The exciting health benefits of coffee you might not know about
For many of us, there are few things more ritualistic than our morning cup of coffee. For years doctors warned us to avoid coffee, but these days moderate coffee drinking is believed to be associated with more benefits than harm. If coffee is one of your daily pleasures, you will love finding out about its potential superfood-like qualities.
Let’s talk antioxidants
Many of us drink coffee for a boost of energy or to lift our mood. What you might not know is that research has shown coffee drinkers have less cardiovascular disease and are less likely to die prematurely from causes including heart attacks, cancer and stroke. In addition, some experts say it lowers the risk of Type 2 diabetes, Parkinson’s disease and liver conditions such as cirrhosis, liver cancer and chronic liver disease.
The potential health benefits from coffee might be from polyphenols, which are plant compounds that have antioxidant properties. Antioxidants help rid the body of toxic ‘free radicals, a type of waste product that the body naturally produces. When free radicals build up they cause a state called ‘oxidative stress’ which can damage DNA and other important structures in our cells and can cause cancer.
Our bodies have our own antioxidant defences, but eating a diet rich in antioxidants is thought to optimise our chances for good overall health. We’ve all heard fruits and vegetables like blueberries, goji berries and kale are packed with antioxidants, but the big news is that in studies from around the world, including Finland, France, Japan and Spain, it is actually coffee that is by far the biggest source of antioxidants in our diet. This is because many of us drink coffee every day, while we may only eat other antioxidant-rich food like spinach or kidney beans once or twice a week. A great excuse to drink up, if ever you needed one!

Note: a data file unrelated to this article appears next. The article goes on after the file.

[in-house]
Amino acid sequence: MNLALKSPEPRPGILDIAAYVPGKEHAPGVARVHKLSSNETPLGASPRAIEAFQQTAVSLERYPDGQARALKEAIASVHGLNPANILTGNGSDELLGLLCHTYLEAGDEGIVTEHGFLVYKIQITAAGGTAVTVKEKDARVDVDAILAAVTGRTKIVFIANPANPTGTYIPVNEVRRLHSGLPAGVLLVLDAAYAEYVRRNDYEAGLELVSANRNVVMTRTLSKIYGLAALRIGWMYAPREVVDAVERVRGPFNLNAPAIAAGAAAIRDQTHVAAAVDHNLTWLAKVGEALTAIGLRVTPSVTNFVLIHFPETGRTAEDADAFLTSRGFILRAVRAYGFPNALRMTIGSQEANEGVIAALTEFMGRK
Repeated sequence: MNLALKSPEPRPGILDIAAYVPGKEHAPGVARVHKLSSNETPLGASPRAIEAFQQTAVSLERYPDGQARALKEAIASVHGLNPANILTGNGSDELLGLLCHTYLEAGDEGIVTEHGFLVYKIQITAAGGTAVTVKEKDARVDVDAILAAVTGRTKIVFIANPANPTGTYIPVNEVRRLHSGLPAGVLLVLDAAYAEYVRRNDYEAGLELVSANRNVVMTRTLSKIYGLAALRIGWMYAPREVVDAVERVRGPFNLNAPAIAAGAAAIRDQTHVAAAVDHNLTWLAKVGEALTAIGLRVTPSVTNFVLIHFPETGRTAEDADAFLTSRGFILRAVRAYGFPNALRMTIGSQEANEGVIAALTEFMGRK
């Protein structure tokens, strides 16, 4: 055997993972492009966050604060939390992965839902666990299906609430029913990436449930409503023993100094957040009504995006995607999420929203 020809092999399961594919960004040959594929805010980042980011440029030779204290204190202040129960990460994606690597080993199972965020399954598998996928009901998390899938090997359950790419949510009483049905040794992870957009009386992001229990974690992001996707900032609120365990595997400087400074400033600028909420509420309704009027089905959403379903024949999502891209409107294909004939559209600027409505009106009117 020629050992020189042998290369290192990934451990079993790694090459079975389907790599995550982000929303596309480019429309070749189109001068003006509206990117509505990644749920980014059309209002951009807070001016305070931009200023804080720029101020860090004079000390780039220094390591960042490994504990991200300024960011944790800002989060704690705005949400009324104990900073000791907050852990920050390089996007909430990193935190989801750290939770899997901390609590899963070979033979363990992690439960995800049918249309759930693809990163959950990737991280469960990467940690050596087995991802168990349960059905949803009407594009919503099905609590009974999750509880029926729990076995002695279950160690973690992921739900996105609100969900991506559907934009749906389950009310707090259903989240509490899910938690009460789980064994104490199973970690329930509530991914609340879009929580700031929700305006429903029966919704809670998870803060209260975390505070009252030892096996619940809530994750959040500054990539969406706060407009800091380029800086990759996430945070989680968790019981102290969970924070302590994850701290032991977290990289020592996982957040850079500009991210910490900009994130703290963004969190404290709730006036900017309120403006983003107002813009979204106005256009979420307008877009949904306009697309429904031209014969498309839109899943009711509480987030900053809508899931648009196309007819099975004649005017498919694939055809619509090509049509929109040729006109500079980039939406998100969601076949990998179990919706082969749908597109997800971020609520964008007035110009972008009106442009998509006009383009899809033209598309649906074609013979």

Can coffee improve our memory?
Often we find ourselves reaching for a coffee for that ‘caffeine hit’ when we are just waking up in the morning or want to stay up late at night. But researchers at John Hopkins University in the USA have found another use for coffee, claiming that regularly consuming caffeine, the stimulant within it, has been linked to improvement in memory. The study showed caffeine has a positive effect on long-term memory, with caffeine enhancing certain memory functions for up to 24 hours after it is consumed.